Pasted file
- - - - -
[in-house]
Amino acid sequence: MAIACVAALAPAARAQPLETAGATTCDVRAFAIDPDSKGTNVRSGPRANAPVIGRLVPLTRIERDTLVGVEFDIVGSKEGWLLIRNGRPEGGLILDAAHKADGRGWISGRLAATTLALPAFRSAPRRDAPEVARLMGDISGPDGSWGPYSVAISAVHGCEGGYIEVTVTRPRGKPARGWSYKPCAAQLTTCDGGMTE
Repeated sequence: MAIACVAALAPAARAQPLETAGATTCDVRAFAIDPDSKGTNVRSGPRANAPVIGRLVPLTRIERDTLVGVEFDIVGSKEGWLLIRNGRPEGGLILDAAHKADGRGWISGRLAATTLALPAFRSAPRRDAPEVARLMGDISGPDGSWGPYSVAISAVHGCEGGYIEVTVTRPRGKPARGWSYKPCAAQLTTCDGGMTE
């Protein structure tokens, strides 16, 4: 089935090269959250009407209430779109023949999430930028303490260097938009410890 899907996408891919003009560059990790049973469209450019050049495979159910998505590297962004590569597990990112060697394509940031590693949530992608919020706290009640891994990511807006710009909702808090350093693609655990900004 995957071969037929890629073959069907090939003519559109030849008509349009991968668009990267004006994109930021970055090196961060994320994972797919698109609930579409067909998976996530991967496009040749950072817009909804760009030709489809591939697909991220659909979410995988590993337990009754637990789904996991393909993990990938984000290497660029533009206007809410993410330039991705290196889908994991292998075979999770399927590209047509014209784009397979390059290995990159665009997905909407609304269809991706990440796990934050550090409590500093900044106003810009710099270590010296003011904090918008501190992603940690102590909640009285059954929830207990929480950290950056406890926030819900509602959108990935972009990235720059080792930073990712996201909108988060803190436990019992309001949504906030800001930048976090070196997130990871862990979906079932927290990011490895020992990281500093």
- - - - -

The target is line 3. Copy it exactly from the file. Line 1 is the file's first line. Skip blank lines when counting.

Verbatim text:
Repeated sequence: MAIACVAALAPAARAQPLETAGATTCDVRAFAIDPDSKGTNVRSGPRANAPVIGRLVPLTRIERDTLVGVEFDIVGSKEGWLLIRNGRPEGGLILDAAHKADGRGWISGRLAATTLALPAFRSAPRRDAPEVARLMGDISGPDGSWGPYSVAISAVHGCEGGYIEVTVTRPRGKPARGWSYKPCAAQLTTCDGGMTE